Desk Office Work

Sometimes you might not have the time or energy to do anything more exciting than spend your lunch break slumped over your desk.

We’ve all done it – absent-mindedly stuffing down a sandwich while aimlessly browsing the net, before leaping straight back into work. Hardly enjoyable though, is it?

Taking a proper lunch break has been proven to help beat the afternoon concentration slump. Tell that to your boss...

Luckily, there are plenty more rewarding things you could be doing with this time - your free time - that will benefit your physical and mental health.

Five hours a week is plenty of time to get fit, learn a new skill, try something different or even have a mini adventure.

Taking a proper lunch break has been proven to help beat the afternoon concentration slump and can actually make you more productive than if you haven’t had a break. Tell that to your boss.

So, here are six ways to making the most of your lunch break…

Yoga City

Yoga is the perfect way to mentally and physically hit reset. Why not join a lunchtime yoga class and get your daily Zen fix?

Many gyms and yoga studios offer shorter 60 or 45-minute lunchtime classes. Unless you do a hot yoga class, you shouldn’t need to shower afterwards, so just change and hit the mat.

Whether you sit at a desk or stand all morning for work, a lunchtime yoga session will help realign your posture and improve your strength and flexibility.

At least it will, if you don’t just lie in our favourite savasana pose for the full hour…

Cycling In City

Sure, pounding away on the dreadmill or stationary bike in the gym will get you fit, but it’s not very inspiring mentally. Why not head outdoors and explore the local area near your work?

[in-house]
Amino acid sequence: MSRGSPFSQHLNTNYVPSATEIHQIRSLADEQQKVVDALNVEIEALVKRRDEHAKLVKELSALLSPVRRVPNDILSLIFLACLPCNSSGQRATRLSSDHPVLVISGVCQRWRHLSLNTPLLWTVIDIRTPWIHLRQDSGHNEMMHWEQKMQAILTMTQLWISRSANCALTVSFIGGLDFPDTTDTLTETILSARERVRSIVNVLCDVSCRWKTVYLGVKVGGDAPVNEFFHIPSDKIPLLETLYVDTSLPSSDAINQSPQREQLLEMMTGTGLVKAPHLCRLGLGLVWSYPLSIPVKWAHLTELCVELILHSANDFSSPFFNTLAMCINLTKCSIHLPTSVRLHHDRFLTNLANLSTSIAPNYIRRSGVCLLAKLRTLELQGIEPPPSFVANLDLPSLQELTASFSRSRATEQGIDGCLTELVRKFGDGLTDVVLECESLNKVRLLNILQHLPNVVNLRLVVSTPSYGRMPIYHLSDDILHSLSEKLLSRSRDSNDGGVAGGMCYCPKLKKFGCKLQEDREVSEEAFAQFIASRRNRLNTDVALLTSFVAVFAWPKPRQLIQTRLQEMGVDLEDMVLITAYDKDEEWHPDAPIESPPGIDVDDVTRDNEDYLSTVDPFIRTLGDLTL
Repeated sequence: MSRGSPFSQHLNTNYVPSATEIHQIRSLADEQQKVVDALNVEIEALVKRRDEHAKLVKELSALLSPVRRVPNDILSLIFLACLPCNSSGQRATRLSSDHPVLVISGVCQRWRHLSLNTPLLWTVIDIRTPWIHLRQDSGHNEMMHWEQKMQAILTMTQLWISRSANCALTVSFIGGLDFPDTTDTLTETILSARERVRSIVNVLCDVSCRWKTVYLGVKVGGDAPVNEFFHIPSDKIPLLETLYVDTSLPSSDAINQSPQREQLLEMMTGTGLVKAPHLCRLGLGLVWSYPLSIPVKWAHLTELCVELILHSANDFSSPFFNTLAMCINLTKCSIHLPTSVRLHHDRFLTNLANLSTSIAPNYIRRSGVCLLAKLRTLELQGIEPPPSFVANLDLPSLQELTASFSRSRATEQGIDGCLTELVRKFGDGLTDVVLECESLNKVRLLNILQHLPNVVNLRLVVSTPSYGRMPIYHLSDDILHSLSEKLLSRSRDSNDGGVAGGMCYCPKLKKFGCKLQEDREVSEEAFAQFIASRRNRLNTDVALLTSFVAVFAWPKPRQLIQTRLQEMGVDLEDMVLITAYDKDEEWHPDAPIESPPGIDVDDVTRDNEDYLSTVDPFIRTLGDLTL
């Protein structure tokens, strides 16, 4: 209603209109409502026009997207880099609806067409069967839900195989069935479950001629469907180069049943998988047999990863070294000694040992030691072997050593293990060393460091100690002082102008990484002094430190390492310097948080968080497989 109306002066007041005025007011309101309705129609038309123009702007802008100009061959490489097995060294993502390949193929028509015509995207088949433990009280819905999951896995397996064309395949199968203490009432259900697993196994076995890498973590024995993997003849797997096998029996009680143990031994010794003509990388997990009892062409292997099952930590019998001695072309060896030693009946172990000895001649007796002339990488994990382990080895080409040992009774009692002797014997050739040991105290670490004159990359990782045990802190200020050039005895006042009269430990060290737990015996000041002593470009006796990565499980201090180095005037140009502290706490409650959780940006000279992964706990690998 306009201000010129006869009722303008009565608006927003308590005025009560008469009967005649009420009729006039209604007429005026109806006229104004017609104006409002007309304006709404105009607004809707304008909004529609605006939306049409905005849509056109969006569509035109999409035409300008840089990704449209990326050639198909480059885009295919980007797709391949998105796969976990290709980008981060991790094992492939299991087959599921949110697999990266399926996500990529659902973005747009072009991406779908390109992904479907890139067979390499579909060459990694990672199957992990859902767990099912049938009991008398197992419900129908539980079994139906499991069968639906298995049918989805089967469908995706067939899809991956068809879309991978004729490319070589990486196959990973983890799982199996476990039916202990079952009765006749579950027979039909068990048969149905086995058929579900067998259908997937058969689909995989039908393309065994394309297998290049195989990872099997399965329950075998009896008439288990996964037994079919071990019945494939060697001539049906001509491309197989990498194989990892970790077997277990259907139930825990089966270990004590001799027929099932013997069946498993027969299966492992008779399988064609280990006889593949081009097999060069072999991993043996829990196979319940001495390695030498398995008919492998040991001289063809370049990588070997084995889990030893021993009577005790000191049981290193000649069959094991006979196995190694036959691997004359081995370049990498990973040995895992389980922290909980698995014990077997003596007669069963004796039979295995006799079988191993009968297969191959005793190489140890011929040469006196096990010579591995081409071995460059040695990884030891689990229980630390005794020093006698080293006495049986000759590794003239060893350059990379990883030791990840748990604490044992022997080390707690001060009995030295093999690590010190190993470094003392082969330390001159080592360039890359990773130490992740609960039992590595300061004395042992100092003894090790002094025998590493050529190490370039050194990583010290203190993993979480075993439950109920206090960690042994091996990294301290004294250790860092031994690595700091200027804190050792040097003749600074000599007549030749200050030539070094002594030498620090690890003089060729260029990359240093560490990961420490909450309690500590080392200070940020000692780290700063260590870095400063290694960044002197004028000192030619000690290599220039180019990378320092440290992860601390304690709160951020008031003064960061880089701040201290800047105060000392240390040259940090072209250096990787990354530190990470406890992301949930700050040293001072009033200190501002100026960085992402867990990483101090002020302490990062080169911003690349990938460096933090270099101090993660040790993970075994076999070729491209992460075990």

Many offices have showers for staff to use, so why not set yourself a challenge of finding a different 5K running route each week. If you prefer to ride, then see how far you can cycle in one hour.

Running and cycling are both great ways to escape from the stresses of work and get active in your lunch break.

Use your desk or locker to stash energising snack, spare kit and you’re good to go.

No shower? Go for a walk instead or cycle at a slower pace so you don’t get quite so hot and sweaty.

Knitted Beanie Hat

Crafting is cool these days. It can also be relaxing (when you’ve mastered the basics), a good way to update your winter wardrobe or make gifts for friends.

Spring and summer is the perfect time to start creating some original knitwear for autumn/winter.

Learn how to knit a beanie to wear snowboarding or knit a cosy wrap to bundle up after surfing.

Lunchtime knitting clubs are popping up in cafes all over the UK or you could even start your own.

Ladies On Boulders Climbing Indoor

Bouldering in your lunch break is the perfect way to forget about work for 60 minutes. It’s a great way to work on your full body strength and constantly challenging yourself.

You’ll also be focusing on the climb, allowing your mind to enjoy a mental break from work.

Many climbing centres offer lunchtime classes or sessions, so before long you’ll be scaling some seriously badass heights.

Cooking Class Baking

Sporty women love to eat healthy and enjoy tasty, nutritious food, not for weight-loss, but rather to give them energy to do all the sports and activities they love.

Why not use your lunchtime to learn how to make your favourite food? From tasty Thai food to hearty Italian dishes to baking the perfect chocolate fudge cake, there’s a wide range of cookery classes you could try.

Many offer lunchtime slots, so you can even take your creations back to work to share with your hungry colleagues.


Going for a head cleansing swim in your lunch break is one the best ways to feel energised and relaxed all afternoon.

Check out local pools near your workplace and you might be surprised to find one close by. If you’re lucky enough to work near the sea or an outdoor swimming spot, better still head there.

Many outdoors swimming areas offer changing rooms and showers so you can freshen up before heading back to work.

If you’re tight on time, forget a long leisurely swim and instead use the session to work on your speed or to master a specific stroke.